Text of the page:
“We also rejoice in our sufferings, because we know that suffering produces perseverance.” (Romans 5:3)

The words, “Dr. Livingstone, I presume?” were spoken by Henry Morgan Stanley on November 10, 1871 when he located missionary and physician David Livingstone following several years without anyone hearing from him. Born in Scotland in 1813, David Livingstone’s devout Christian parents encouraged their son to pursue whatever he desired as long as it was to the glory of God. At an early age, he had such a passion for souls that he gave his life to go to the untouched and unexplored areas of Africa to reach those that would otherwise not hear the Gospel. He fought lions, buried a child and eventually his wife, suffered tropical illnesses and endured the hardships of being a pioneer in a strange land for the sake of being able to win people to his Lord. Livingstone did not hide the painful experiences of “anxiety, sickness, suffering, and danger.” Most people would consider those sacrifices, but he faced the trials head on. Towards the end of his life, the great missionary returned to his native Scotland to be honored by his countrymen and the University of Glasgow in particular.  There was absolute silence as Livingstone told of his experiences in Africa, his left arm hanging limp at his side, the result of being mauled by a lion. Quoting the missionary-explorer, “But I return without misgivings and with great gladness. For would you like me to tell you what supported me through all the years of exile among people whose language I could not understand, and whose attitude towards me was always uncertain and often hostile? It was this: “Lo, I am with you always, even unto the end of the world!” Livingstone did return but eventually his frail body failed, and he died in April, 1873. His native co-laborers found him slumped over the cot where the previous night he had knelt to pray. His well-worn New Testament was open to the same passage he had quoted to the university audience – that of Matthew 28:20.

Livingstone remained committed to his cause for an entire lifetime but emphatically stated that he felt he had never sacrificed. He spoke the way Paul does in Philippians 3:8: “I consider everything a loss because of the surpassing worth of knowing Christ Jesus my Lord, for whose sake I have lost all things.” The disciple Peter realized that Jesus called for radical sacrifice.  Jesus said, “In the same way, those of you who do not give up everything you have cannot be my disciples” (Luke 14:33). In response to Jesus, “Peter spoke up, ‘We have left everything to follow you!’” (Mark 10:28). Jesus quickly rebuked such boasting or self-pity, setting an example for Paul and Livingstone. He established that the sacrifice Peter and the others had made was not really a sacrifice at all. “Yes,” Jesus replied, “and I assure you that everyone who has given up house or brothers or sisters or mother or father or children or property, for my sake and for the Good News, will receive now in return a hundred times as many houses, brothers, sisters, mothers, children, and property–along with persecution. And in the world to come that person will have eternal life” (Mark 10:29-30). In the bright shadow of David Livingstone’s suffering, we are able to understand the point of Jesus’s words more readily — “Following me, you do not make a sacrifice.”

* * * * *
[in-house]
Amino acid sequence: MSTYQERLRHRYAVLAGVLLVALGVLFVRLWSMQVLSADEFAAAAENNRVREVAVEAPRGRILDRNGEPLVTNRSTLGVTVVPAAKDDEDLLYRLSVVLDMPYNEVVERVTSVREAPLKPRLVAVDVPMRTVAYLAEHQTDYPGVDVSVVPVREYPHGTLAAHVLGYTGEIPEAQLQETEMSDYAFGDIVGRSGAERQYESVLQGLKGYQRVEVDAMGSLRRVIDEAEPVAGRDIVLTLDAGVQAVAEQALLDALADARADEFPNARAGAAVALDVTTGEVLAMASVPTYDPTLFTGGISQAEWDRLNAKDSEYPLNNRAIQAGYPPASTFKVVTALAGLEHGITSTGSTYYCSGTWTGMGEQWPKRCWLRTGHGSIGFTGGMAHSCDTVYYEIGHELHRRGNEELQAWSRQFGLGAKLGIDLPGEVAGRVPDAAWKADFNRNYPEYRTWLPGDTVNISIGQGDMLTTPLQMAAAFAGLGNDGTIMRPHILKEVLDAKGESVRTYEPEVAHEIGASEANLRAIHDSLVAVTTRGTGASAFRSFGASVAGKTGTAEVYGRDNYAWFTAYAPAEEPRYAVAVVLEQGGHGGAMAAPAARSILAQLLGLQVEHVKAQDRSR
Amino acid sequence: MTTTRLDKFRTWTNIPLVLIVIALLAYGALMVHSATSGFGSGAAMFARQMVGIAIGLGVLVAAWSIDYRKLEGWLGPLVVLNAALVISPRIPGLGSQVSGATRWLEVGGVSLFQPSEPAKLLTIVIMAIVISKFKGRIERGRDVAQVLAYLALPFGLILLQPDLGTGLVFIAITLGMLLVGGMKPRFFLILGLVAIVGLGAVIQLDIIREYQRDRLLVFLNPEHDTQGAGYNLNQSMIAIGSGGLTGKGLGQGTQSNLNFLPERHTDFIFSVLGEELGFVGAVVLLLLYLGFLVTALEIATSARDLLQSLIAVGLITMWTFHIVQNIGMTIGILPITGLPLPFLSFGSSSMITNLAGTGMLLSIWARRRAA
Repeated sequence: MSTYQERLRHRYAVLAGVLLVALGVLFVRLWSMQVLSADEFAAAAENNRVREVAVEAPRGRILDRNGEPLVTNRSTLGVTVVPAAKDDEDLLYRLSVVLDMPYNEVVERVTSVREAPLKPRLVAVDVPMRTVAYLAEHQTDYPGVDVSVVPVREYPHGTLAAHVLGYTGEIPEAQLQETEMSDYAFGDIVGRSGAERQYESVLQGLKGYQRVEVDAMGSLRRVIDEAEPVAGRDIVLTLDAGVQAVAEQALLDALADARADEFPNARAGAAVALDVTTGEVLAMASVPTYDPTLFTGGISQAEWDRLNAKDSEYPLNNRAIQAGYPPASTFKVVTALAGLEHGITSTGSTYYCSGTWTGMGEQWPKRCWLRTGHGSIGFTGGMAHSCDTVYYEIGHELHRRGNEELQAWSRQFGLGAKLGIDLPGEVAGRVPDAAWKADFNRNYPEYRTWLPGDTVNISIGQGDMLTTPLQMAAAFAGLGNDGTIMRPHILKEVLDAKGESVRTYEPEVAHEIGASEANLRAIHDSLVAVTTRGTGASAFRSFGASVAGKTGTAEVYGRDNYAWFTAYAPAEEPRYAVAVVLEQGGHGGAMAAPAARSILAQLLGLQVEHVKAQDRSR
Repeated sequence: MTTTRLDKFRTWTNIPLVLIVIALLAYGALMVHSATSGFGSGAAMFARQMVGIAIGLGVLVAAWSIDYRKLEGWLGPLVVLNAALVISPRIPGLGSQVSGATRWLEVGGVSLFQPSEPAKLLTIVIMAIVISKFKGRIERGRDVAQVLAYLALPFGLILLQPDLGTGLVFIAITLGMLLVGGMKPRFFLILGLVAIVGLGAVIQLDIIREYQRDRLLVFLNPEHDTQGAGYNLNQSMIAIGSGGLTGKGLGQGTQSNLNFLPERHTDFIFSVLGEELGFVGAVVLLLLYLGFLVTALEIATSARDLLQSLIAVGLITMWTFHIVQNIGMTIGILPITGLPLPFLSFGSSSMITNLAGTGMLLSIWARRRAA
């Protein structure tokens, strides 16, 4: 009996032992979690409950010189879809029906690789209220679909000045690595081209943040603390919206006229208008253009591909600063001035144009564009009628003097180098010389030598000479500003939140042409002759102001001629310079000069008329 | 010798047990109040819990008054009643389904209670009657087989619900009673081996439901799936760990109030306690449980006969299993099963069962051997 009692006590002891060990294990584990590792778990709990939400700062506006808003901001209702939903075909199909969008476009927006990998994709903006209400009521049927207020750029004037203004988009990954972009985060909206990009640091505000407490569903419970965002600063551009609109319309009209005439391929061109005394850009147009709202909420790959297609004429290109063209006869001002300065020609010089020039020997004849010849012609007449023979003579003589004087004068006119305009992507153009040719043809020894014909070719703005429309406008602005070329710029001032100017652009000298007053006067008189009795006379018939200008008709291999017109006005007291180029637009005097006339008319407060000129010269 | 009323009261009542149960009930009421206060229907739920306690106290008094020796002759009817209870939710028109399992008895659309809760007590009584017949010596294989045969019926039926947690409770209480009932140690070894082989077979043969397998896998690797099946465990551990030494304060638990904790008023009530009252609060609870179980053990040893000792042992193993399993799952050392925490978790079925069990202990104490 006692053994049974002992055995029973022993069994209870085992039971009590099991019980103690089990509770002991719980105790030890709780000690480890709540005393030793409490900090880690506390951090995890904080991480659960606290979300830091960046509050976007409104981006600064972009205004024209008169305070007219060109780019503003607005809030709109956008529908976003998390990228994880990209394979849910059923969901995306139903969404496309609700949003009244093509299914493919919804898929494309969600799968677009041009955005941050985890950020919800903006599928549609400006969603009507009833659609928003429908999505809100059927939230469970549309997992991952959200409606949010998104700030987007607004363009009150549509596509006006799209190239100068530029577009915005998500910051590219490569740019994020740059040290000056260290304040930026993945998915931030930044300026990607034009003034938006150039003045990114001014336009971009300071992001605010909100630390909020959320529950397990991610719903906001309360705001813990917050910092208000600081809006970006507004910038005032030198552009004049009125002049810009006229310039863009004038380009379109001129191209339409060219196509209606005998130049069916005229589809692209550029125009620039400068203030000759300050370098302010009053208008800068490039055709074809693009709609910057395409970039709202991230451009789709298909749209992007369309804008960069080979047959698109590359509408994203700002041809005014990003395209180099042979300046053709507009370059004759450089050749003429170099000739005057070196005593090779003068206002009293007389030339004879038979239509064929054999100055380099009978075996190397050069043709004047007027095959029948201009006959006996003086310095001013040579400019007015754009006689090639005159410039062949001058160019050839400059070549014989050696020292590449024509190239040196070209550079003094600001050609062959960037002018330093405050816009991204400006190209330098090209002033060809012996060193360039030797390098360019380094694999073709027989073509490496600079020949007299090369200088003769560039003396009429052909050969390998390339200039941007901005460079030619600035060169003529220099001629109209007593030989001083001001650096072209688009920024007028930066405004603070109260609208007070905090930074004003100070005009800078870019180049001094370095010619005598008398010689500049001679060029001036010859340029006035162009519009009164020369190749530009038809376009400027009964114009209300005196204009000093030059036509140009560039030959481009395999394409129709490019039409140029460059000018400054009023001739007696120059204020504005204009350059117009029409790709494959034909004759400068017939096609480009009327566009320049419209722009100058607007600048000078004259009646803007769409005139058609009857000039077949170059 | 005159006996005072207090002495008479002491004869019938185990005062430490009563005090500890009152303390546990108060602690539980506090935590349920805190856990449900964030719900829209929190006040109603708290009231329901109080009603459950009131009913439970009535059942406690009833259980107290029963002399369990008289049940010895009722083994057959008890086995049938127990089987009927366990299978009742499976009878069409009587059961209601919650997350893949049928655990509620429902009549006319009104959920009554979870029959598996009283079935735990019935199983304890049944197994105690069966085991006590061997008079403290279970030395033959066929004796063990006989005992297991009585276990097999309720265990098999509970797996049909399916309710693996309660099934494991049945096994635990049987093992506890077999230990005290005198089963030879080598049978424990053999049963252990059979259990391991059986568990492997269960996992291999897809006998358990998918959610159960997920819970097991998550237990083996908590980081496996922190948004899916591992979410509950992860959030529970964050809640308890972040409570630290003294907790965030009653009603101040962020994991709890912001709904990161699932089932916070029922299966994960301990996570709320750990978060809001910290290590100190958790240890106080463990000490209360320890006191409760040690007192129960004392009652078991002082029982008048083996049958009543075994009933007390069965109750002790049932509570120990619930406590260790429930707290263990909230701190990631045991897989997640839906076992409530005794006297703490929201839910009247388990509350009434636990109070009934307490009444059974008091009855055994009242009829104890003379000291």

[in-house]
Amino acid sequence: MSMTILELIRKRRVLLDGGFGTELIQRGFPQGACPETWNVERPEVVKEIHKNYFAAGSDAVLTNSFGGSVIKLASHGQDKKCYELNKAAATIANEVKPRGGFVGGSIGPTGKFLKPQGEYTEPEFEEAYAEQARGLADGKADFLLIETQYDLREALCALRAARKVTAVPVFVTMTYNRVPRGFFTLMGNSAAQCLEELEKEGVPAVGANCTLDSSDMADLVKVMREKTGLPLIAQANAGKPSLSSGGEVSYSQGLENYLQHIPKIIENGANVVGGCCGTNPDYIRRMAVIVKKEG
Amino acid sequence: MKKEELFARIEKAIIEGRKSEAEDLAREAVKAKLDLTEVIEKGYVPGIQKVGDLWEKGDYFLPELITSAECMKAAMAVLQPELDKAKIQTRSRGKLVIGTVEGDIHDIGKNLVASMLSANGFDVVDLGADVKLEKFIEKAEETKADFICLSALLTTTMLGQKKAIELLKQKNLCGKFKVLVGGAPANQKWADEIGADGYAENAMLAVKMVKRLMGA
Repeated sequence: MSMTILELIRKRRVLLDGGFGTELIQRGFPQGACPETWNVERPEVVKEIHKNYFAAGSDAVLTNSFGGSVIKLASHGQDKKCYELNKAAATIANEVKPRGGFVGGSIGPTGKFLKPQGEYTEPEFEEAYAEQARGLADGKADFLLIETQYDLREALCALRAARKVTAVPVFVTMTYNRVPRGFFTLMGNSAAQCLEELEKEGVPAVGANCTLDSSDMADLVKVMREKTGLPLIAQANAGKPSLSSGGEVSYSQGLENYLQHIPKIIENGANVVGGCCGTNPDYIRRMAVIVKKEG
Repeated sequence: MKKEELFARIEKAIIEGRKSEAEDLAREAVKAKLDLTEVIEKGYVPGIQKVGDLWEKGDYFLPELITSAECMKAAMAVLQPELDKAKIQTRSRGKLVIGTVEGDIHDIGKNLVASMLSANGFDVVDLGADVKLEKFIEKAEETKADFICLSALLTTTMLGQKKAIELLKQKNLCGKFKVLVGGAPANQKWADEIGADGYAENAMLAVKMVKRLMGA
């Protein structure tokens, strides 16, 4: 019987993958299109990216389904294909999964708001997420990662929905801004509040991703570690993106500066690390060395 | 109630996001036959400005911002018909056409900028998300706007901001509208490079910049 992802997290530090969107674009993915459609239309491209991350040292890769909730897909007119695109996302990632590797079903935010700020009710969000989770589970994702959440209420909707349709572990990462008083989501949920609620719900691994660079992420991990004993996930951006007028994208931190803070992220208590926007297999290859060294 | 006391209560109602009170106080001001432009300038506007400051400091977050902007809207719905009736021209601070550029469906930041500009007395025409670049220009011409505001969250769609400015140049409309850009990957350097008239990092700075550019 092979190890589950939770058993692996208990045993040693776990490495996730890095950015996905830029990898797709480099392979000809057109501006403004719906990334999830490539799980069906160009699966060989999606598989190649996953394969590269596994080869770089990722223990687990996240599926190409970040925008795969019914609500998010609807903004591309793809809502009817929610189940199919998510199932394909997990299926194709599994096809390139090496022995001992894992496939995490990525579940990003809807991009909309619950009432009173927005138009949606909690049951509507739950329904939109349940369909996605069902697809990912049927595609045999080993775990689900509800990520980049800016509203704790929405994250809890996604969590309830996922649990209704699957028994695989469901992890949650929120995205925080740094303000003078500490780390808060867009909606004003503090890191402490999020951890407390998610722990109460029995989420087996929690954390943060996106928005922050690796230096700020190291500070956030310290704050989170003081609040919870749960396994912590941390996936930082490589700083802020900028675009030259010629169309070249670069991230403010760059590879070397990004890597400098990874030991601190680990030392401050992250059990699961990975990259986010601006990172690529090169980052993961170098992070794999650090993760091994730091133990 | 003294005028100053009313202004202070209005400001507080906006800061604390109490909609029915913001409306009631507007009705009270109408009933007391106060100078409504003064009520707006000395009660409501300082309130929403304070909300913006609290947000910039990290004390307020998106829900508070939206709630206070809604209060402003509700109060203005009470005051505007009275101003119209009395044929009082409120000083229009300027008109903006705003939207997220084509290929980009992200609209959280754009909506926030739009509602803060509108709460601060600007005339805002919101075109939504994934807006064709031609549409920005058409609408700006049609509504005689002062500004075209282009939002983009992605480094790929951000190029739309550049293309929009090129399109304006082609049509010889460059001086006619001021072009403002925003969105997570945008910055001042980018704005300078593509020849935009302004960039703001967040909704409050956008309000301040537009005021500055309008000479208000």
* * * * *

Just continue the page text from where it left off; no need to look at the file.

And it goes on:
When missionary Dr. David Livingstone was working in Africa, a group of friends wrote him: “We would like to send other men to you. Have you found a good road into your area yet?” Dr. Livingstone sent this message in reply: “If you have men who will only come if they know there is a good road, I don’t want them. I want men who will come if there is no road at all.” Lord knows that our culture lacks commitment these days, and it all stems from the fact that most of us are not willing to sacrifice.  It is evident in our work, our relationships with others and, in particular, our spiritual life. There’s a big difference between just being interested in doing something and actually making a commitment to doing it. Just being ‘interested’ allows one the freedom to do it only when circumstances of convenience or notoriety permit. However actually making a commitment means putting aside our fears and reservations, moving forward until we realize the end-result.  If along the way we need to make sacrifices, we will not see them as such because our focus is on that to which we have committed. Nothing else matters. That’s the kind of commitment the Lord expects from each one of us . . . and we’ll rejoice in the midst of any suffering.

REFLECTION: When you have made a commitment to a person or project, have you entered into the arrangement with an exit-strategy if one was needed? Through what type of arrangement would you be willing to endure suffering and consider it worth the cost? Does this apply to your relationship with God?




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